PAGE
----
All these things contribute to the pleasures of each repeat viewing, but other films have these qualities too, yet they don’t bring me back again and again like this one. In the end, it seems to be this: long after every revelation of character and plot has been worn from the celluloid, there’s still the sheer goose-bumping pleasure of hearing those words one more time: “We’ve gone on holiday by mistake,”; “As a youth, I used to weep in butchers’ shops,”; “We have indeed drifted into the arena of the unwell,”; and on, and on.
Not so long ago, I had a grand vision of a 40th birthday celebration for myself that would weigh heavy with sentiment, humour, significance and emotion. As someone who has never relished being at the centre of things, I wondered if maybe the time had finally come to ring-master a lavish entertainment dedicated to the very fact of me reaching yet another threshold: the precipice of my fifth decade.
The event would take place in a cinema. A grand parade of friends and acquaintances would stream past me, clutching at me and making solemn, silent contact; we would lock gazes, and nod, and years of shared laughter and sadness would flash between us. We would then take our seats and on would come Withnail And I; we would watch it together, guffaw together, weep together. It would be both celebration and homage – not to me but to the film, and thereby to the fact of its ever-presence in my life at 40.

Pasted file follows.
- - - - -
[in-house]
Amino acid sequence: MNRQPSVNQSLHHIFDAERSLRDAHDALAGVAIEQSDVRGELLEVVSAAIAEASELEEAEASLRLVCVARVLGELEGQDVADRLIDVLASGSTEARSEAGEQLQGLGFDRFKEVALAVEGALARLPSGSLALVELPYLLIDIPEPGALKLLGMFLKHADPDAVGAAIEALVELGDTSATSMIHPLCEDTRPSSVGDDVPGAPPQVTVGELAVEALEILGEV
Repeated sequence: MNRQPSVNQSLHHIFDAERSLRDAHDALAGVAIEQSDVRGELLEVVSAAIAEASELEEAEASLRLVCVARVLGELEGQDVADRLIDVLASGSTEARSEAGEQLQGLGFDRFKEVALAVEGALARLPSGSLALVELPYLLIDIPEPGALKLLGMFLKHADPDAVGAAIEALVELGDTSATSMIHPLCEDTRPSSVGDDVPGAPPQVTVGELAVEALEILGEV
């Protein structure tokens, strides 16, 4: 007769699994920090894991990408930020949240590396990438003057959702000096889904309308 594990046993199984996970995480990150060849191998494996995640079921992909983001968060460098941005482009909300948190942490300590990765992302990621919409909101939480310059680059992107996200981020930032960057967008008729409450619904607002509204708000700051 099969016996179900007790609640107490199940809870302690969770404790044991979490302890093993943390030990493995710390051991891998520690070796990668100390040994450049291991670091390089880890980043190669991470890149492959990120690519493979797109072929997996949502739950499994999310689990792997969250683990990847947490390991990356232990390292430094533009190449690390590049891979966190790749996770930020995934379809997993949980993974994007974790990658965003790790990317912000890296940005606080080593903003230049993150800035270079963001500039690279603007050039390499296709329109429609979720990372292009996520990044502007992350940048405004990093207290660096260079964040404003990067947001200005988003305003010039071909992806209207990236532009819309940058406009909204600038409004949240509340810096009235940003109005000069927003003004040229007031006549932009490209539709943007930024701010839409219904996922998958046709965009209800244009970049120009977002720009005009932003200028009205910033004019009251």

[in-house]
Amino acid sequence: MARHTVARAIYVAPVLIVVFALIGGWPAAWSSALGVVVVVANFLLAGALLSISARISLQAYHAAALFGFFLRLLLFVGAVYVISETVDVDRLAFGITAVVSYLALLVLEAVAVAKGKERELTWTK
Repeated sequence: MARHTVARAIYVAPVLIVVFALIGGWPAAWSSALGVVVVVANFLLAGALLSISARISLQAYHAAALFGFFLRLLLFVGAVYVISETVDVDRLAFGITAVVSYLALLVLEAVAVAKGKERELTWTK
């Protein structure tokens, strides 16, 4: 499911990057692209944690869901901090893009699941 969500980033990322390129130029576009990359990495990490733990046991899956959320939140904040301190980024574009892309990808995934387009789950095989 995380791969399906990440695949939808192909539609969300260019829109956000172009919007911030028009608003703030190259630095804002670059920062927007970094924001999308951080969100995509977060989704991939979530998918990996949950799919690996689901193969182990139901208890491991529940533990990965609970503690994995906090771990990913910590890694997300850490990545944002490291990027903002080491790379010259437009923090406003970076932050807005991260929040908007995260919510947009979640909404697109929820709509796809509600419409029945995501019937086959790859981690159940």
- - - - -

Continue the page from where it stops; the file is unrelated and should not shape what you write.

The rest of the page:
It was an impressive plan I thought, and I made a few tentative enquiries at various art cinemas I felt might help carry out such a mission. Yes they said, that wouldn’t be a problem. All I had to do was name my day, confirm my choice of film, and pay up. I was delighted, and I prepared to go through these motions. Except… did that really seem like the kind of thing I would do? Plan something a year in advance, and invite many many people, and expect them to come, and expect them to enjoy it, and feel responsible for dragging them away from things they would have preferred to be doing… all in my honour?
Even as I planned to set the wheels in motion, I knew I would never bother.
And so now I turn 40, and I have some drinks with a few friends – I politely ask to have some booze – and at no point do I make a speech, or take applause, or face the threshold alone. Just how I like it.
I do, however, watch Withnail And I. Not by spending hundreds of pounds to hire a cinema and paying to entertain everyone I’ve ever known, but by splashing out the sum of two English quid for the DVD in Woolworths. There are no bonus features, no accompanying booklets, no animated menus or choices of language. It’s just the film, in muddy grey-green Sixties-O-Vision, with that muffled soundtrack that was never very clear – even in Coventry Odeon in June 1988.
It’s just the film. And whatever your age, that’s all you need.
Text and images © Damon Fairclough 2007
Share this article